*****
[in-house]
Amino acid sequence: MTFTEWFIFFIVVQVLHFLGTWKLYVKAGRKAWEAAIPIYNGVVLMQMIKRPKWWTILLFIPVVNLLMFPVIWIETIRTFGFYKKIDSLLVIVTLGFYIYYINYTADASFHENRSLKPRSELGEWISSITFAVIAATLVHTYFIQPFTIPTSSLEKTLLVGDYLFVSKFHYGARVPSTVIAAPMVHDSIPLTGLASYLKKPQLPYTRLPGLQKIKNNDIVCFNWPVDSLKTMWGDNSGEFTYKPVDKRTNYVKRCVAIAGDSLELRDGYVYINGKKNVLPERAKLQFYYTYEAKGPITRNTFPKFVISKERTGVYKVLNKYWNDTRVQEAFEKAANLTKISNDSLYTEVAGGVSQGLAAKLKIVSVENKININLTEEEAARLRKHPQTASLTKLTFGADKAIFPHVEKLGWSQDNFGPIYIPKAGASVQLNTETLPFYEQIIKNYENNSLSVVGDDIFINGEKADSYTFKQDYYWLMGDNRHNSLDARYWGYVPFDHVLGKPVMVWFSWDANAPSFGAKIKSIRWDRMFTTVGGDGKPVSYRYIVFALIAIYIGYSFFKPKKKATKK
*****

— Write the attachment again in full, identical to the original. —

[in-house]
Amino acid sequence: MTFTEWFIFFIVVQVLHFLGTWKLYVKAGRKAWEAAIPIYNGVVLMQMIKRPKWWTILLFIPVVNLLMFPVIWIETIRTFGFYKKIDSLLVIVTLGFYIYYINYTADASFHENRSLKPRSELGEWISSITFAVIAATLVHTYFIQPFTIPTSSLEKTLLVGDYLFVSKFHYGARVPSTVIAAPMVHDSIPLTGLASYLKKPQLPYTRLPGLQKIKNNDIVCFNWPVDSLKTMWGDNSGEFTYKPVDKRTNYVKRCVAIAGDSLELRDGYVYINGKKNVLPERAKLQFYYTYEAKGPITRNTFPKFVISKERTGVYKVLNKYWNDTRVQEAFEKAANLTKISNDSLYTEVAGGVSQGLAAKLKIVSVENKININLTEEEAARLRKHPQTASLTKLTFGADKAIFPHVEKLGWSQDNFGPIYIPKAGASVQLNTETLPFYEQIIKNYENNSLSVVGDDIFINGEKADSYTFKQDYYWLMGDNRHNSLDARYWGYVPFDHVLGKPVMVWFSWDANAPSFGAKIKSIRWDRMFTTVGGDGKPVSYRYIVFALIAIYIGYSFFKPKKKATKK